Physicians and Insurers Take Issue with a National Study that Points out Repeat Medical Malpractice OffendersThis is a reminder about how careful you must be when considering the results of medical studies even when they have been published by such highly esteemed publications as the New England Journal of Medicine. At the end of January 2016, the NEJM published a study: Prevalence and Characteristics of Physicians Prone to Malpractice Claims. The study, authored by Dr. David M. Studdert, Sc.D., of Stanford University, looked at data from the National Practitioner Data Bank to study the distribution of malpractice claims among physicians to see if they could identify the characteristics of physicians who are at a higher risk for medical malpractice claims.

The National Practitioner Databank (NPDB) is, according to the agency website, a federal information repository dedicated to improving health care quality, promoting patient safety and preventing fraud and abuse. The NPDB is part of the U.S. Department of Health & Human Services, and it contains information about medical malpractice payments and certain adverse actions related to health care practitioners. Only authorized organizations may access the reports, which are confidential and not available to the public.

The results of the NEJM study conclude that approximately one percent of all physicians accounted for 32 percent of paid medical malpractice claims. The study found that if a doctor has paid a claim, they were three times more likely to incur another claims. The study also took into consideration the fact that the risks among specialties is not equal. The example used was that the risk among neurosurgeons was four times as great as the risk among psychiatrists.

The counterpoints

Dr. Steven J. Stack, president of the American Medical Association, said of the study, “Once again a study of medical liability claims has based unreliable conclusions on information obtained from the inherently flawed National Practitioner Data Bank” in an article published in Clinical Endocrinology News, which claimed that the poor methodology used in the study has marred the results.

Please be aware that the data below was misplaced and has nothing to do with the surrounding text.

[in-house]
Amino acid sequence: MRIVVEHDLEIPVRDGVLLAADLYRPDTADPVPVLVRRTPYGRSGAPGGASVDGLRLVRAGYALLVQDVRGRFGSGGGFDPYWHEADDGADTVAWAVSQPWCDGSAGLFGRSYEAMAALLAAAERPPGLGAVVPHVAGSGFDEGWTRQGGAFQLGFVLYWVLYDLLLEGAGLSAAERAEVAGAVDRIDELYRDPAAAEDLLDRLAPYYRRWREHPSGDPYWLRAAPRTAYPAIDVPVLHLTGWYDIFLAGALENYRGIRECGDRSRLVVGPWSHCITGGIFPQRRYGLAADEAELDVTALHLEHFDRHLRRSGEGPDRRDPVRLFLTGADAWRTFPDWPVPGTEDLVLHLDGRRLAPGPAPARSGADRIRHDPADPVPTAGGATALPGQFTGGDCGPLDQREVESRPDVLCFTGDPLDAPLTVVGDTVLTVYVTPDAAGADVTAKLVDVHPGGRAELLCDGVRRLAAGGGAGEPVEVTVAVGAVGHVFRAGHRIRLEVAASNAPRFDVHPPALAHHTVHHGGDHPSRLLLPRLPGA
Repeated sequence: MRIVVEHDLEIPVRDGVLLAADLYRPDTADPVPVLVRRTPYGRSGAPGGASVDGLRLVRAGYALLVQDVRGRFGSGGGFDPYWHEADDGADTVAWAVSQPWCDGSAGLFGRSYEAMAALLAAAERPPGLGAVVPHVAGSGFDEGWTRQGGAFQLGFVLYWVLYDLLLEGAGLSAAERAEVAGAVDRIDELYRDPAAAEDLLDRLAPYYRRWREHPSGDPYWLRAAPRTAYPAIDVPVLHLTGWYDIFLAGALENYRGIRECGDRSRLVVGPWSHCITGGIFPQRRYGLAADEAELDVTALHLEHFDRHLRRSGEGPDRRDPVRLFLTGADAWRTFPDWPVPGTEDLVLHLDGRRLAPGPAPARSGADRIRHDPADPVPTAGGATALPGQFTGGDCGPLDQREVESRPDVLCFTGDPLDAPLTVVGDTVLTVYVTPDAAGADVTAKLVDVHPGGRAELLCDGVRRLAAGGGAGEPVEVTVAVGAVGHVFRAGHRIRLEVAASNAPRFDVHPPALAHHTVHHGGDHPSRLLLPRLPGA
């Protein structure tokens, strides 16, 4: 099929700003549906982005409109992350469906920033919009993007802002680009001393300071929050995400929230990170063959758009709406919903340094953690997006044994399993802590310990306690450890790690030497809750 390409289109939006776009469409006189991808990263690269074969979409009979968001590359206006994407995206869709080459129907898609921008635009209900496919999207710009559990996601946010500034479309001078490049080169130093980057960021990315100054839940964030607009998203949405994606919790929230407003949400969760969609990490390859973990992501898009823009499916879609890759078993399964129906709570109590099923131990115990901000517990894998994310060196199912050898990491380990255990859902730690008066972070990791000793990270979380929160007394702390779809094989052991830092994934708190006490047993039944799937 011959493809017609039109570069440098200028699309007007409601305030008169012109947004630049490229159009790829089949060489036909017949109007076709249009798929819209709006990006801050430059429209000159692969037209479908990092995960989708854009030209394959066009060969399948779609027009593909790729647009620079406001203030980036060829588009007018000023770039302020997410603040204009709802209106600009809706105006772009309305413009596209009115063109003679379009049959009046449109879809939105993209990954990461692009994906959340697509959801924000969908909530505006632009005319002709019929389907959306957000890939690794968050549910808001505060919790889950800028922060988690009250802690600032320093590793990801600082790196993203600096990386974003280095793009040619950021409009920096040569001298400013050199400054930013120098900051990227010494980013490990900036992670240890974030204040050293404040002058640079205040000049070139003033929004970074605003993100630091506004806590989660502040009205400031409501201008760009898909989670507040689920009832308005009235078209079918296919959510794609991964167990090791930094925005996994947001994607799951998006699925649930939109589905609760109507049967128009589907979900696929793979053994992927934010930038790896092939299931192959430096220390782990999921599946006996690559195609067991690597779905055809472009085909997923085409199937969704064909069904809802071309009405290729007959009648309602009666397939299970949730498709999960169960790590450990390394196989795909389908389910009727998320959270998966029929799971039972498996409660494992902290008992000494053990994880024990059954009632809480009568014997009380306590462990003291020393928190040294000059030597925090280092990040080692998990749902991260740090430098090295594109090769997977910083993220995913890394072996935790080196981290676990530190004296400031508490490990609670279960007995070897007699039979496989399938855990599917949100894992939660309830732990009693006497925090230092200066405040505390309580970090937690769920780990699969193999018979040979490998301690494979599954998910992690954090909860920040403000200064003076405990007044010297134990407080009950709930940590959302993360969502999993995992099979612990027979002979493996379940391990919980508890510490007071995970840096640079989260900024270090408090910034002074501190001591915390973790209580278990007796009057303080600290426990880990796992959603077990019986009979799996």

The article in Clinical Endocrinology News takes issue with the credibility of the NPDB data, pointing to an investigation by the Government Accountability Office (GAO) that found NPDB reporting to be untimely, inaccurate or duplicated making it appear as if twice as many disciplinary actions had been taken. Another issue was that NPDB reports are mostly based on legal settlements that were never adjudicated, so negligence was not always proven.

The study did acknowledge that only 3 percent of medical malpractice lawsuits were paid through trial verdicts and that the remaining cases were settled out-of-court. Dr. Studdert of the NEJM study noted that just because a claim was paid does not mean that the case had merit, but that paid claims are more likely to involve substandard care. Studdert’s report also points out that underreporting to the NPDB is another important factor to consider when using the data.

Another organization, PIAA, which is a national trade organization that represents medical liability insurance companies, also took issue with the NEJM study. PIAA President and CEO Brian K. Atchinson said in a statement, “We know that certain specialties, such a neurosurgery, obstetrics and gynecology, and others, have been linked with a higher frequency of claims.”

Maybe what the New England Journal of Medicine study really shows is just how difficult it is to get an accurate assessment of the prevalence of medical malpractice lawsuits, and that the doctors who seem to get sued repeatedly have certain characteristics that are different from other physicians.